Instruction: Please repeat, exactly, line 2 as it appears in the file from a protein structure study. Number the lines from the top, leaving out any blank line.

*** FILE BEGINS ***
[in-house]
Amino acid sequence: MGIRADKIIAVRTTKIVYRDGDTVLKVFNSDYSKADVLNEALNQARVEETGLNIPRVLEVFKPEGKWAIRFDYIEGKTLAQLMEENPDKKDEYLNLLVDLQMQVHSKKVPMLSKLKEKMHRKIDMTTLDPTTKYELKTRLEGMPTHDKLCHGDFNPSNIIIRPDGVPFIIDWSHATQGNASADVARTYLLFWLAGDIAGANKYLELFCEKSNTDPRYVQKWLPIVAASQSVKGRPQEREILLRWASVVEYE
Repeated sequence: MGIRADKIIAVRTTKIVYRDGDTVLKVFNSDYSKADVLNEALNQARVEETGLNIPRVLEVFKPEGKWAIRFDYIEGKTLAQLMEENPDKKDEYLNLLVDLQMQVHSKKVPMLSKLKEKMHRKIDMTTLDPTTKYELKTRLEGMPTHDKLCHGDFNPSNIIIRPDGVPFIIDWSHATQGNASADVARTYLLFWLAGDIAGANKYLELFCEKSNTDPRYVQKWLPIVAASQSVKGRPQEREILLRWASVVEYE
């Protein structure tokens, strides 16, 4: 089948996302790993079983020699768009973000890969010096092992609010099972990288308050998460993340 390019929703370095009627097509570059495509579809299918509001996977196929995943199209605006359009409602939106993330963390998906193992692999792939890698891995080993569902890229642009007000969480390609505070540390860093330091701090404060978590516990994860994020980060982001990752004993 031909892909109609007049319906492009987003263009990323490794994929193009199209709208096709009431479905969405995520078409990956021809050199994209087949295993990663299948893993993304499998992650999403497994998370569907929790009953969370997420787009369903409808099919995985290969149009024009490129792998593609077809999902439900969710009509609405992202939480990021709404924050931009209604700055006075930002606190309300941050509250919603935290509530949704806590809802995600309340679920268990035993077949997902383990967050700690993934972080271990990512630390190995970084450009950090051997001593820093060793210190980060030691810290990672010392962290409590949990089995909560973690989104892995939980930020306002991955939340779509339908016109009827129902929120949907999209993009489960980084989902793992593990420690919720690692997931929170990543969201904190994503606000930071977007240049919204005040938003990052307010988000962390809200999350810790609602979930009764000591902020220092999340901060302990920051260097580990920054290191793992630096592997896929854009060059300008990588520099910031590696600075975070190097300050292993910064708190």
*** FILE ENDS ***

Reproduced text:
Amino acid sequence: MGIRADKIIAVRTTKIVYRDGDTVLKVFNSDYSKADVLNEALNQARVEETGLNIPRVLEVFKPEGKWAIRFDYIEGKTLAQLMEENPDKKDEYLNLLVDLQMQVHSKKVPMLSKLKEKMHRKIDMTTLDPTTKYELKTRLEGMPTHDKLCHGDFNPSNIIIRPDGVPFIIDWSHATQGNASADVARTYLLFWLAGDIAGANKYLELFCEKSNTDPRYVQKWLPIVAASQSVKGRPQEREILLRWASVVEYE